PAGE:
Once the darling of the automotive world, they've fallen out of favor.
Here's a conundrum – station wagons. Once the darling of the family, they've now been shunned globally – first in favor of MPVs, and more recently in favor of crossovers and SUVs for their 'practicality' and high riding nature. So here goes a not so secretive secret – nobody buys any station wagons – they're the black sheep of the automotive world. But, for those that spare them a moment of time, you'll find that wagons are equally as practical as SUVs, and provide compelling, car-like dynamics for the enthusiast.
So for those so inclined, here's our guide to the top 6 station wagons nobody buys. This of course does exclude crossover wagons, as we've dealt with those before, choosing instead to focus on true to type station wagons…
The Volkswagen Golf is a superbly accomplished hatchback in its own right, arguably deserving of the title of segment leader, combing space, practicality, frugality, and refinement that encroaches on the premium segment. But its lesser known big brother – the Golf SportWagen – takes every single one of those features and amps it up to new heights. With more space, a plus ride, exciting handling, and refinement to rival the best in the business, the Golf SportWagen turns the Golf from a compact hatchback into a true family car, complete with 66.5 cubic feet worth of cargo space with the 60/40 split rear seats folded.
Not only is it practical, but the 1.8-liter turbo engine combines potency and efficiency in a package that can handle all weather scenarios with its available all-wheel drive. With an MSRP starting at a shade over $21 000, it's also the cheapest station wagon on this list, making it the perfect entrant to kick things off.
They may have added in an extra pair of doors for the current generation – robbing the Mini Clubman of some of its original awkward charm – but in doing so they've only made it more practical and more appropriate as a family vehicle. True to form though, it still retains the double rear swing doors, adding a level of extra practicality in tighter parking areas where roof height and giving easy access to the 17.5 cu ft. trunk – which will swell to 47.9 cubes with the rear bench folded.
The Mini Clubman offers a range of versatile engine and drivetrain options to cater to a wide range of buyers – everything from the 134hp Cooper Clubman to a 228hp John Cooper Works performance derivative, with the choice between front and all-wheel drive, and manual and automatic gearboxes to choose from. The Clubman's greatest trait is perhaps that it appears so unassuming – seemingly more hatch than wagon which may be its only reprieve in a world that, as we've seen, no longer values the wagon.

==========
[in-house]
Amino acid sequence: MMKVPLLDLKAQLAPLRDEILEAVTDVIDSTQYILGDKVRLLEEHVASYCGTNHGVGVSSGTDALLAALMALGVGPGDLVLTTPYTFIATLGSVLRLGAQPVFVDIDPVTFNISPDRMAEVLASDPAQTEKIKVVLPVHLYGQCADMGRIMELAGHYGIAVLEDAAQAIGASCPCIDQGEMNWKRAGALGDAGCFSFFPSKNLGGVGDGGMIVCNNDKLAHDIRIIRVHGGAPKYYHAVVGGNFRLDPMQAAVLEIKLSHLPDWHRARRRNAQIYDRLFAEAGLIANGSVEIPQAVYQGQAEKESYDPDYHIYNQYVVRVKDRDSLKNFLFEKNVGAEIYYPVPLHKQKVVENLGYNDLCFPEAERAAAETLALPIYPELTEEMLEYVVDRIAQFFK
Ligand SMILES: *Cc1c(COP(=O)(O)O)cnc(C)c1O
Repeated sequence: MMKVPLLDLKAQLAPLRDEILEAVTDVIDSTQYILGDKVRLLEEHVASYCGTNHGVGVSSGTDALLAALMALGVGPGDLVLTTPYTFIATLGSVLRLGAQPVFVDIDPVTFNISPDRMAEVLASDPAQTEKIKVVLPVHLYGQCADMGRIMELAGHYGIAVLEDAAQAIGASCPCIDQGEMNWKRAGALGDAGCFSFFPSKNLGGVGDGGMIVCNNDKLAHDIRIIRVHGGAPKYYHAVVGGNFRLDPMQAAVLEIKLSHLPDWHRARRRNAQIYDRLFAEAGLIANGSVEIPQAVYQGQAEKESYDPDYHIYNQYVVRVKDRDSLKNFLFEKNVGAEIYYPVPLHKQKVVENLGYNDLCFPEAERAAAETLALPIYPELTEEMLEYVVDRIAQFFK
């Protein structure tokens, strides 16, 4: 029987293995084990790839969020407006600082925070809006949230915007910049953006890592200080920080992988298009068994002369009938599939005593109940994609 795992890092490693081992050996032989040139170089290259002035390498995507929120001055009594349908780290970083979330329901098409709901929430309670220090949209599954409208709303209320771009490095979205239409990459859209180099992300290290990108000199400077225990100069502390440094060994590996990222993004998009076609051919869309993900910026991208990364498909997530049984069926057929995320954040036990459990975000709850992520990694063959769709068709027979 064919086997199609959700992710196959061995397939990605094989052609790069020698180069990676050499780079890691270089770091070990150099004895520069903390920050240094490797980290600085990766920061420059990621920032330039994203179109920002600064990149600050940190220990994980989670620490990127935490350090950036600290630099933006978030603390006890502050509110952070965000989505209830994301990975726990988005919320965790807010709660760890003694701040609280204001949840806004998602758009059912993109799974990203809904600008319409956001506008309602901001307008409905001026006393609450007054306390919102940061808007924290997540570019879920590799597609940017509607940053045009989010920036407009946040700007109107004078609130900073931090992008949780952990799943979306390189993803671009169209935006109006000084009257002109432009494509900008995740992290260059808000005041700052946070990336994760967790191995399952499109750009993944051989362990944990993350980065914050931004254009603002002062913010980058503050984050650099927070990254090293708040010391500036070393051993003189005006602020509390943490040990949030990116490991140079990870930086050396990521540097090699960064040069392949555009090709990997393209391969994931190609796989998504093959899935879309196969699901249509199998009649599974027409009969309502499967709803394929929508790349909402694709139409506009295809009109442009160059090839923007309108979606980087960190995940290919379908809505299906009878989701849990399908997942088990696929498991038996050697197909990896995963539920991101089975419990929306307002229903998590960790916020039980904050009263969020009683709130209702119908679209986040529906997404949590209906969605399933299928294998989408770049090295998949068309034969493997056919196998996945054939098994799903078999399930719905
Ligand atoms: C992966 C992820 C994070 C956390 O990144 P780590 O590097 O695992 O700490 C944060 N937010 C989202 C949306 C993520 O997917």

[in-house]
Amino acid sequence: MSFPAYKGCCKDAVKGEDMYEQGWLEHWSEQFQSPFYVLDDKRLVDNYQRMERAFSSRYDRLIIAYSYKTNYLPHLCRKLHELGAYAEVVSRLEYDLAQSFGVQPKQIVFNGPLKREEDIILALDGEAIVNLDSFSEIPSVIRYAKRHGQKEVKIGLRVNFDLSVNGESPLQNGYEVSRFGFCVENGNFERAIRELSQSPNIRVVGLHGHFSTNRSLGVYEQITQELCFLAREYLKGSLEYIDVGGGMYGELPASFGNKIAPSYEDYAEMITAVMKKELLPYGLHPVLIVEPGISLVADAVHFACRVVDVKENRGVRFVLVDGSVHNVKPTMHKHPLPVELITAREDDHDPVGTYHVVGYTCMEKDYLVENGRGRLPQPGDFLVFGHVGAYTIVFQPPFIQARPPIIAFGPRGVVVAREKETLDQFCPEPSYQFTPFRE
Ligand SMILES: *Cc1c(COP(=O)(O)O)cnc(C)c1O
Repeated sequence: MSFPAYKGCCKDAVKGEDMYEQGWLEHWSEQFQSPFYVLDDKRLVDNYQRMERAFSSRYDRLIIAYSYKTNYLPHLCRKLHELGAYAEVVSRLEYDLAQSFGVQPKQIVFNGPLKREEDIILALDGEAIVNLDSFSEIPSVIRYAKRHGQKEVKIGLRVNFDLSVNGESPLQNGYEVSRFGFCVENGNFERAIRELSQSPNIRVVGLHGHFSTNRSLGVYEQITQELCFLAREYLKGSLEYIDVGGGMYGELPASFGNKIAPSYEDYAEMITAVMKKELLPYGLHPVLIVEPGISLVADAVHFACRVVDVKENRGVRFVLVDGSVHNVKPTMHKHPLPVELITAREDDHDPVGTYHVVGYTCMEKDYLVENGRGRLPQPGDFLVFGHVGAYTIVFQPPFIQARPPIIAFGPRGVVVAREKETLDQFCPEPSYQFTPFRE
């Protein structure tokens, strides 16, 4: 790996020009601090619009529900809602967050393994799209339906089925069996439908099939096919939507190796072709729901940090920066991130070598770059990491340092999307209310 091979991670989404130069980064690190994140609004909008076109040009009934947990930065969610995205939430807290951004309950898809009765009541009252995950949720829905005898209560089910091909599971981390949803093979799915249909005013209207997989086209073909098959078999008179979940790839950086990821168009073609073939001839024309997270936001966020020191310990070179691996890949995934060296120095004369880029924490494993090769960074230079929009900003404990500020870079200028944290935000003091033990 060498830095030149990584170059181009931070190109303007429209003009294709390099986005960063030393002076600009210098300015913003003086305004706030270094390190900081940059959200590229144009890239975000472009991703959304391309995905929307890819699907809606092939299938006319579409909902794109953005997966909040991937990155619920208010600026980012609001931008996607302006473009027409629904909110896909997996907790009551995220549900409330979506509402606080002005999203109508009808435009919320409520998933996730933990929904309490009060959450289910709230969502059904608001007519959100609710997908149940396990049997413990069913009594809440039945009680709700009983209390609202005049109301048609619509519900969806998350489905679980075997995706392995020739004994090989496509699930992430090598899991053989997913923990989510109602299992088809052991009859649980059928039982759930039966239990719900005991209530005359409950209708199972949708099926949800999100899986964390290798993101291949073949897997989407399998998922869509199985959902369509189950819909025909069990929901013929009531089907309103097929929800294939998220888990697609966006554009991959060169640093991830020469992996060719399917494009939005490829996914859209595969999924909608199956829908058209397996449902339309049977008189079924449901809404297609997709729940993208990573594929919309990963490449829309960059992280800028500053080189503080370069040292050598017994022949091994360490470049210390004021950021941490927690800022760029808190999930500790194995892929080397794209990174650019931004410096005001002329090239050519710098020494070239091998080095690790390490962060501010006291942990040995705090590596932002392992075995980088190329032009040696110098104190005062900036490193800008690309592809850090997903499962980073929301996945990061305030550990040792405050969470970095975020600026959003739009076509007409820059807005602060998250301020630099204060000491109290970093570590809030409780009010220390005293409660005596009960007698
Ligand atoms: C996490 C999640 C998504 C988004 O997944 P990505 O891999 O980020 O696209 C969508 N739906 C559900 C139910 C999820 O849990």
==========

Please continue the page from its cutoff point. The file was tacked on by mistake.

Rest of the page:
Diesel might have a bad rap after the whole VW debacle, but it seems not every manufacturer has given up on it in the US. The BMW 3 Series Sports Wagon is the only vehicle on this list to make use of diesel as its means of propulsion, though a gasoline derivative is also available. Regardless of which engine you choose, you get BMW's xDrive all-wheel drive system and a 27.5 cubic foot trunk capacity that'll swell to a cavernous 61.5 cubes. BMW's penchant for pleasing driving dynamics is standard, and, if you opt for the 180hp 328d xDrive, you'll get 43 miles to the gallon on the freeway.
Volvo has a lengthy history with the station wagon body style, so it should come as no surprise that the Volvo V90 is one of the best looking wagons, arguably ever made. It's one of two wagons still on sale by the Swedish brand, and it's one of the few in the market that actually still has several direct rivals – coming in the form of the Mercedes-Benz E Class and Jaguar XF. Based on the same platform that underpins the XC90 SUV and S90 Sedan, the V90 is quite the accomplished vehicle, with optional rear air suspension lending levels of comfort few premium cars can match.
Unlike many a rival brand, the V90 focuses outright on comfort and practicality, though the R-Design gives buyers not only a sportier looking V90, but one with a fairly adept sports chassis that can run with the best.
While many may lust after the Mercedes-Benz E-Class All Terrain 4x42, that's just a concept. However, the regular E Class wagon is a worthy substitute that combines practicality with styling that gets rid of the rather questionable Mercedes-Benz back ends present on their sedan models. A 40/20/40 rear seat split enables a versatile cargo capacity ranging from 35 cubes all the way to 64 cubes with the rear bench stowed away. But it's the available performance on offer that endears us to the E-Class Wagon even more.
Just two variants are available, with the base model being an E400 with a twin-turbo V6 good for 329hp. But the Mercedes-AMG E63 S Wagon is the one that earns the Mercedes a spot on this list – who doesn't love a 603hp wagon with all-wheel drive and a drift mode? The kids will never be late for school again!
The third wagon in its category, after the Volvo V90 and Mercedes E-Class, the Jaguar XF is the most driver orientated of the lot. But with the exception of the AMG E63 S, it's also the most expensive of the lost with a starting price of $70 450 – though at $30 000 cheaper than the E63, it's a huge bargain. It's available in just a single derivative, 'S AWD' it packs the supercharged 3.0-liter V6 from the F-Type under the hood, developing 380 hp. A rear biased all-wheel drive system and 8-speed ZF automatic gearbox ensure power meets tarmac effectively.
0-60 mph is dealt with in 5.3 seconds, but it's the way the XF Sportbrake talks to you as a driver that makes it so enjoyable; whilst cargo volume of up to 69.7 cubic feet places it ahead of its two rivals. Performance, noise, practicality, and of course good looks are all par for the course here, making the XF Sportbrake a compelling, albeit expensive station wagon for those in the market.